Dragonette play with pop, gender & sex

Torontonian-turned-Londoner band goes through the flames to find stage feet

Dragonette is the love-child of husband and wife team Dan Kurtz and Martina Sorbara, right.
Dragonette is the love-child of husband and wife team Dan Kurtz and Martina Sorbara, right.

Fresh off the stages of this year’s Hillside, Virgin Fest and Osheaga, Dragonette roar into Kingston on Saturday.

The pop-electronica band is the love-child of musicians and married couple Martina Sorbara and Dan Kurtz, who play alongside friends Joel Stouffer on guitar and Will Stapleton on drums.

The four-piece Dragonette are a potluck of pop and dance with some rock-flavoured flairs, probably a result of the group’s mixed backgrounds. Singer Sorbara at one point was a jazzy folk singer-songwriter and Kurtz, who plays bass and keyboards, was part of the live electronica scene in Toronto with his band New Deal. Their merger began as a fun project called The Fuzz that ballooned into a full-force band.

“We started as a basement side-project in our house in Toronto. We were making songs—some of them jokes,” Sorbara said. “The songs that were less joke-y we decided we really liked … we decided, ‘Let’s make a real band,’ ’cause The Fuzz wasn’t going to make it.”

The Fuzz died in that basement but out of it grew Dragonette. It may be a more serious band but Dragonette held onto that mischievous nature through playing with costume and gender on stage and in videos, following in the unruly path of electro-rocker Peaches. The video Take It Like A Man features the band members re-enacting porn clichés. The locker room, the office, the nurse and police officer are all scenes and characters thrown into the ridiculous bag. The band members’ overacting is obvious and they seem to be having a lot of fun playing with and subverting of these sexual stereotypes.

“Everyone keeps bringing up how racy and sexual our music is,” Sorbara said.

“I think I’m just being playful. I don’t seem to have any more raciness than the average Beyoncé—not that I’m comparing myself to Beyoncé.” In the scenes Sorbara dons a smug and powerful stance and the male band members fall at her mercy.

“I’m playing a different role than women [in most pop videos], maybe that’s why people keep bringing it up.”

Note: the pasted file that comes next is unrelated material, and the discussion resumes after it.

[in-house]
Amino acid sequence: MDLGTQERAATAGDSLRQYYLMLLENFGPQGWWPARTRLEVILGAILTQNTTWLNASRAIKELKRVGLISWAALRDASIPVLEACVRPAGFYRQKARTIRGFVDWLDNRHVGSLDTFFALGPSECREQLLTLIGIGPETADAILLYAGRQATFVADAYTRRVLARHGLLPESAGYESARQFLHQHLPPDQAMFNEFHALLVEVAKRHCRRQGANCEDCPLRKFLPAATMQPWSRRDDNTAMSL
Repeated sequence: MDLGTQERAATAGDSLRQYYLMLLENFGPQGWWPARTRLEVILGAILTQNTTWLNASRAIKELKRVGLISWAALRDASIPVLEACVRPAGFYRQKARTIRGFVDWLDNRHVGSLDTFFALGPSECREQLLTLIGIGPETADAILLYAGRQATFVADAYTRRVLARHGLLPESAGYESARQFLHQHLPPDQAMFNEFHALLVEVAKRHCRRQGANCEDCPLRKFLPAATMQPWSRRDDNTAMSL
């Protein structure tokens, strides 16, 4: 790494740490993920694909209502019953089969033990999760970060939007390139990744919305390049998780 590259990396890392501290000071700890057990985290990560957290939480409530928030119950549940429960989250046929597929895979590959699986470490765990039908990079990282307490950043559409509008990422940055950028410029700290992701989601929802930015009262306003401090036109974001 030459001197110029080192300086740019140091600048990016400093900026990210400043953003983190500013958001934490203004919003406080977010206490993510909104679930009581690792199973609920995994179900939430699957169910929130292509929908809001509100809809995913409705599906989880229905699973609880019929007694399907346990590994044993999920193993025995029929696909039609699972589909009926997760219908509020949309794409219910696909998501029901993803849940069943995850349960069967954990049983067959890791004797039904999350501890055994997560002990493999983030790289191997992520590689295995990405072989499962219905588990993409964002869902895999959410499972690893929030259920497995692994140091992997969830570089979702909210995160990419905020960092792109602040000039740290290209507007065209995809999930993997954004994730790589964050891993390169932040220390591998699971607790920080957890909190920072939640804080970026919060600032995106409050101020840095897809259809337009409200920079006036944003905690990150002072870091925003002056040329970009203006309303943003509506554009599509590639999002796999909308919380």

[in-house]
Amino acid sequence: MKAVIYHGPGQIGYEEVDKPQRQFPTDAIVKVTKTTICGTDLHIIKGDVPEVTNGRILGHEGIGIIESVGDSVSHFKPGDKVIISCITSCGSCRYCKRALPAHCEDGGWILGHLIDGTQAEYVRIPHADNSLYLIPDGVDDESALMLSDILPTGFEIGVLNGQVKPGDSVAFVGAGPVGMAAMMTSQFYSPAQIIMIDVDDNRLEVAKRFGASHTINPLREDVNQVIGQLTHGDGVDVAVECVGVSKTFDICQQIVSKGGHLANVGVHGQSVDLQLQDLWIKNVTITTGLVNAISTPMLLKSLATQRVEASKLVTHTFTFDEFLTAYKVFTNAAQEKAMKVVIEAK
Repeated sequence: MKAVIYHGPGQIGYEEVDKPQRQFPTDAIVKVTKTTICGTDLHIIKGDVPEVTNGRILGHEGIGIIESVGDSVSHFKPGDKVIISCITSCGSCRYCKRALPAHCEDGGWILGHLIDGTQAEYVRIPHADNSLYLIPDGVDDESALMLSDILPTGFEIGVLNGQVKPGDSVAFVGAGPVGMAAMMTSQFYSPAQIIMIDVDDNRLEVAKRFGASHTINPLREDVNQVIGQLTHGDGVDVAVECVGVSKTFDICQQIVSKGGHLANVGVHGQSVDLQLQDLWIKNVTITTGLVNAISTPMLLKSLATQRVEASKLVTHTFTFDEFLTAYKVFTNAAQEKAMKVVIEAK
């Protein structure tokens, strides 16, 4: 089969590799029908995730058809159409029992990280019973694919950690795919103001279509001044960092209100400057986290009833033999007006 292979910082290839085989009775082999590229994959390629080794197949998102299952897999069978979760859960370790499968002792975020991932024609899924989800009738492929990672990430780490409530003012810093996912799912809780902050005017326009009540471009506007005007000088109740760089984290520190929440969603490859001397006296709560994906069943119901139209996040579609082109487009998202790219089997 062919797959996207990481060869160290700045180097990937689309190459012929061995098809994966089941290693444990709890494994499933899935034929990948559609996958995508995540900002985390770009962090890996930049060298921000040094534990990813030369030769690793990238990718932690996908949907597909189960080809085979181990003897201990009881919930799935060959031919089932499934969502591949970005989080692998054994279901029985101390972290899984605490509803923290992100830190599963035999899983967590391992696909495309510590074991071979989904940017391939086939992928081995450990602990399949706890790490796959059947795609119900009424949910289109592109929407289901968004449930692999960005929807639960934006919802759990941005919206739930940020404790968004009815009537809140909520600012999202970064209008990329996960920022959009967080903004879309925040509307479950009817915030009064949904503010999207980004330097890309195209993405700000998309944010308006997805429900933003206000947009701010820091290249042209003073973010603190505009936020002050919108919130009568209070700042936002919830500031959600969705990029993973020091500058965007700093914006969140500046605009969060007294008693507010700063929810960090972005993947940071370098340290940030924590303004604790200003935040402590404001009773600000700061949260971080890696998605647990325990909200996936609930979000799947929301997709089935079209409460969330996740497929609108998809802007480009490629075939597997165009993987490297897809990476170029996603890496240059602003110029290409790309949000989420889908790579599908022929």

Somehow through the music and the playfulness, things started off fast for Dragonette. Their second-ever gig was opening for New Order. But what sounds like a dream for any new band didn’t quite turn out that way.

“The New Order show was the worst show ever. The audience was really not the right audience and we sucked,” Sorbara said.

Fortunately Duran Duran picked the band up to open for them and they got a second stab at playing with a new wave brit-pop band.

“Duran Duran were really fun and that was a great match-up. It was a test for us, being a new band, learning how to play together,” Sorbara said.

“I think we’re having a lot of fun now more than ever. We’ve got our stage feet on.”

Sorbara looks forward to touring with Dragonette now as a break from her love-hate relationship with recording. “Even though [touring] is hard work, it’s a vacation—there’s less pressure. I’m so at the whim of my creative energy when I’m in the studio; it’s more of a challenge if I don’t come up with something good I feel like shit … Recording is so satisfying and when it’s satisfying, it makes you feel amazing. But you have to work so hard to get those moments.”

Working with other people in the studio is different from the solo-work Sorbara used to do, but she still views Dragonette as an organic part of the musical road she’s taking.

“The album that I released solo, most of the songs were written 10 years ago. For me, it’s not a drastic change from where I was. I was listening to music more similar to what I’m making now. It was very natural and organic,” she said.

“I actually enjoy having the exponential creativity that happens where there’s two brains or four brains. It makes you go places you wouldn’t wind up yourself.”

Dragonette’s bouncy beats and straightforward melodies may not challenge the range of Sorbara’s sultry voice but the new direction has brought experiences her way. Basement Jaxx and Sorbara collaborated to write the single “Take Me Back To Your House,” which she also sang on.

“[Basement Jaxx] were so creative and inspiring. They have a lot to teach a band like Dragonette, I think. They go all over the place,” Sorbara said.

After releasing a slew of EPs, Dragonette are touring in support of their new album Galore offering the singles “I Get Around” and “Take It Like a Man” which have been charming fans and creating a buzz on Youtube. The CD signals the beginnings of a band coming from various rock-pop backgrounds under what Sorbara describes vaguely as “basement pop.” “I think that’s what our intention has been: not to follow any specific music genres while maintaining a signature sound, which I think is a challenge.”

Dragonette play with Liam and Me @ the Grad Club tomorrow night. Tickets are $12 and available at The Grad Club or Destinations.

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